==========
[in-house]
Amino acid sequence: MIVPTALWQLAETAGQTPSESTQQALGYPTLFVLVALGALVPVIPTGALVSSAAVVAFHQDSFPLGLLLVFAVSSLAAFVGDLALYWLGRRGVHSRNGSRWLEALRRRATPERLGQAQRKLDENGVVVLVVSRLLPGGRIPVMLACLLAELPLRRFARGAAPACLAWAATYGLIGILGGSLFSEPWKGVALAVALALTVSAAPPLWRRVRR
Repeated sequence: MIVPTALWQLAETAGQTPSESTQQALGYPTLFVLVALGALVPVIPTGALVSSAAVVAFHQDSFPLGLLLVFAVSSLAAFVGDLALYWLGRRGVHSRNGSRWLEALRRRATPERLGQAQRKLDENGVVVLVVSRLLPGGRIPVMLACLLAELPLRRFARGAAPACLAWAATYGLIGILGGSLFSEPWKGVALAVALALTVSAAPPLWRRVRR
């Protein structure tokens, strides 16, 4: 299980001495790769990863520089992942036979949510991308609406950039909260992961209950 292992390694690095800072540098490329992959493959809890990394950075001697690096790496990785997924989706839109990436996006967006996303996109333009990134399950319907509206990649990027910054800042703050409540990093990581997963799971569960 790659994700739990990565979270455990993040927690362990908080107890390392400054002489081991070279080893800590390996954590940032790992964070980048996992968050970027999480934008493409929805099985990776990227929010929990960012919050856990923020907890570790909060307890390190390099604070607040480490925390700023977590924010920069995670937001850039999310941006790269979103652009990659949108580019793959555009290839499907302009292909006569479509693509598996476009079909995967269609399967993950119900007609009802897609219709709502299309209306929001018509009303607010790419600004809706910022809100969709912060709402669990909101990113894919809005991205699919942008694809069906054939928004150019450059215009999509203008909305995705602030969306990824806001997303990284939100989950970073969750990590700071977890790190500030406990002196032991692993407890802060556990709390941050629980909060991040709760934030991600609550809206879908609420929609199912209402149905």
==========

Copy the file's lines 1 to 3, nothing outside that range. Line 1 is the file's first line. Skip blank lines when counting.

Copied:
[in-house]
Amino acid sequence: MIVPTALWQLAETAGQTPSESTQQALGYPTLFVLVALGALVPVIPTGALVSSAAVVAFHQDSFPLGLLLVFAVSSLAAFVGDLALYWLGRRGVHSRNGSRWLEALRRRATPERLGQAQRKLDENGVVVLVVSRLLPGGRIPVMLACLLAELPLRRFARGAAPACLAWAATYGLIGILGGSLFSEPWKGVALAVALALTVSAAPPLWRRVRR
Repeated sequence: MIVPTALWQLAETAGQTPSESTQQALGYPTLFVLVALGALVPVIPTGALVSSAAVVAFHQDSFPLGLLLVFAVSSLAAFVGDLALYWLGRRGVHSRNGSRWLEALRRRATPERLGQAQRKLDENGVVVLVVSRLLPGGRIPVMLACLLAELPLRRFARGAAPACLAWAATYGLIGILGGSLFSEPWKGVALAVALALTVSAAPPLWRRVRR